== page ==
1

I wrote a Regex using pcregrep, and everything behaved as expected until I added a positive lookahead.

Scenario:

I have the following text file:

a
b
c
a
c

Goal:

I want to use a Regex with pcregrep to return a line containing a and a line containing c with a line containing b between them that is not captured. So it would capture the first three lines (a, b, c) and return the first (a) and third (c) line. It would not capture the fourth and fifth line because there is no b line between them. So the output would be:

a
c

What I've tried

If I run pcregrep -M 'a\nb\nc\n' (command 1), this captures and returns:

a
b
c

as expected. So I now want to modify this to capture the b line with a positive lookahead. I tried this: pcregrep -M 'a\n(?=(b\n))c\n' (command 2). However, this returns nothing.

My question:

Why does command 2 not return the expected output, where command 1 does? How can I return the desired result? I know there are ways to do this other than pcregrep, but please note that I want to use pcregrep because I'll be extending the functionality to solve similar problems.

Thanks!

  • 1
    Keep in mind, that when using a lookahead, you do not match the characters in the lookahead. You only assert (without matching the character) that the lookahead pattern is there. You still have to match the entire pattern, and again, the lookahead does not match, only asserts. – K.Dᴀᴠɪs May 31 '19 at 18:56
  • @K.Dᴀᴠɪs Understood, thanks for that. So I'm trying to use a non-capturing group now, like this: pcregrep -M 'a\n(?:(b\n))c\n'. This, however, still returns 'a', 'b', 'c'. Do you know how I can get it to return just 'a' 'c'? – gkeenley May 31 '19 at 18:59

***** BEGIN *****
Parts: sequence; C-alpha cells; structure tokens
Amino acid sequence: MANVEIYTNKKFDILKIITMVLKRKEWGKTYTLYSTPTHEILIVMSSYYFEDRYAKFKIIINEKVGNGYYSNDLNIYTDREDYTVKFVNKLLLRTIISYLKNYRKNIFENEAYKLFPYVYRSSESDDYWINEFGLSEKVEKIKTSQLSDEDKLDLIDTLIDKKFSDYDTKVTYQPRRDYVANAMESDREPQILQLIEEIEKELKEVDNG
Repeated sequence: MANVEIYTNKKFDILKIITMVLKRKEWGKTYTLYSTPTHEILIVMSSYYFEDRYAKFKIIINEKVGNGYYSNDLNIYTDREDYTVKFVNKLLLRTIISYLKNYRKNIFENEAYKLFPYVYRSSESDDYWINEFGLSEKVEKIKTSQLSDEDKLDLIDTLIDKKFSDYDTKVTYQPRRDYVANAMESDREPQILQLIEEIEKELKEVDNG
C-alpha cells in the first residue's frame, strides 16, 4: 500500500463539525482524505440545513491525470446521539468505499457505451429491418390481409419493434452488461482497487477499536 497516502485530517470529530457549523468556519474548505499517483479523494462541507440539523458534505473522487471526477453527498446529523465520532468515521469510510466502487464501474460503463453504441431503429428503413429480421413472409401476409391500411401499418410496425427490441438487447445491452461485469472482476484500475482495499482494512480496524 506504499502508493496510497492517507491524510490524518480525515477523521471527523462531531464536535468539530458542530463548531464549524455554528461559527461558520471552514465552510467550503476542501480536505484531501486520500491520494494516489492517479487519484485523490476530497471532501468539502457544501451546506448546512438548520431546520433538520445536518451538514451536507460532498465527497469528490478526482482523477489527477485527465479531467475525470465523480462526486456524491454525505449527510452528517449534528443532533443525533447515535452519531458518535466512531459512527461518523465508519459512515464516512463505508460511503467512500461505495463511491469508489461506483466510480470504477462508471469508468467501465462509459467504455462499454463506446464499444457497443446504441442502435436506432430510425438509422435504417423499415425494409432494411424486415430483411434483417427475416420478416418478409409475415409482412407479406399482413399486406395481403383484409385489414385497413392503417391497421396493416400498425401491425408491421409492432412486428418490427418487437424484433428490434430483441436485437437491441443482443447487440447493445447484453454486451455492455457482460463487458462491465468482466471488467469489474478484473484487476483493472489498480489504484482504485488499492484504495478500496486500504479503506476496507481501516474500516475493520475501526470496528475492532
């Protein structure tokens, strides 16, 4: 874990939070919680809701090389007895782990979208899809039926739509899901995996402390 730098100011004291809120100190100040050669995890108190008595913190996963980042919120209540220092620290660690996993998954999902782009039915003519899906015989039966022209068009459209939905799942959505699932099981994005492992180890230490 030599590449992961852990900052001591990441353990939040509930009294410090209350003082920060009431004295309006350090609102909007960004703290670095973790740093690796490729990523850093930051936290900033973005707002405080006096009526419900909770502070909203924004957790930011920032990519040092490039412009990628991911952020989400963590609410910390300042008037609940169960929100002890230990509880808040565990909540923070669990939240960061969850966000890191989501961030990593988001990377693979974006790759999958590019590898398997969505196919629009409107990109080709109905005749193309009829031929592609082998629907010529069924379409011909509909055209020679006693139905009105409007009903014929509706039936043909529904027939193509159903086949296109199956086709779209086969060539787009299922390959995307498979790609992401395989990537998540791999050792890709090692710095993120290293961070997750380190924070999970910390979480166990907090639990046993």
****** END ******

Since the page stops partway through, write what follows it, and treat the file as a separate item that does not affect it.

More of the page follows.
2

You can use 2 capture groups with -o option:

pcregrep -M -o1 -o2 '(a\n)b\n(c)\n' file

a
c

Details:

  • (...): In regex it is used for capturing groups
  • -o1 -o2: prints only capture group #1 and #2

Note that your regex a\n(?=(b\n))c\n won't work because lookahead is just assertion with zero-width match. Your regex asserts presence of b\n after a\n which is fine but it attempts to match c\n right after a\n and this is where matching fails.

  • Yes I have written in my answer that -o prints only-matching part of matched string and -oN prints capture group #N – anubhava May 31 '19 at 19:12
  • Last clarification, what if instead of just having a single line with b in the middle, I wanted to have an arbitrary number of b lines? At the moment I just have b\n, but to have zero or more lines like that, I think I'd have to do (b\n)*, right? But I don't want the b\n inside the parentheses to be captured. How would I do that with the strategy you've given me? – gkeenley May 31 '19 at 19:37
  • ...would I have to consider it a capturing group as well, and then do -o1 -o3 in order to ignore the middle one? – gkeenley May 31 '19 at 19:38
  • ...also how does the Regex engine treat it if you have nested parentheses like (a(abc)*) ? Would the outer one be -o1 and the inner be -o2? – gkeenley May 31 '19 at 19:41
  • 1
    1. You can use a non-capturing group to keep group numbering same: pcregrep -M -o1 -o2 '(a\n)(?:b\n)+(c)\n' f. 2. For nested parentheses number starts at opening parenthesis. – anubhava May 31 '19 at 19:53
1

Why does command 2 not return the expected output, where command 1 does? Because command 2 is a different expression

(?=…) is a ZERO WIDTH lookahead

what you specified is: I want an a, followed by a linefeed followed by a bfollowed by a linefeed. At that position I also want a c followed by a linefeed.

P.S. to just get the a and c maybe this will help?

pcregrep -M 'a\nb\nc\n' | pcregrep -M 'a|c'

  • Understood, thanks for that. So I'm trying to use a non-capturing group now, like this: pcregrep -M 'a\n(?:(b\n))c\n'. This, however, still returns 'a'\n, 'b'\n, 'c'\n. Do you know how I can get it to return just 'a'\n 'c'\n? – gkeenley May 31 '19 at 19:03
  • I've added a proposal in my answer @gkeenley – Skeeve May 31 '19 at 19:05
  • This does work! Could you explain the logic behind how the "|" works in that? – gkeenley May 31 '19 at 19:12
  • 1
    second pcregrep can be replaced by grep -E '^(a|c)$' but IMO using more than one command to achieve this is inefficient – anubhava May 31 '19 at 19:20
  • @gkeenley the first pcregrep spits out to stdout. The pipe ("|") feeds the stdout as stdin to the second pcregrep. – Skeeve Jun 1 '19 at 22:14

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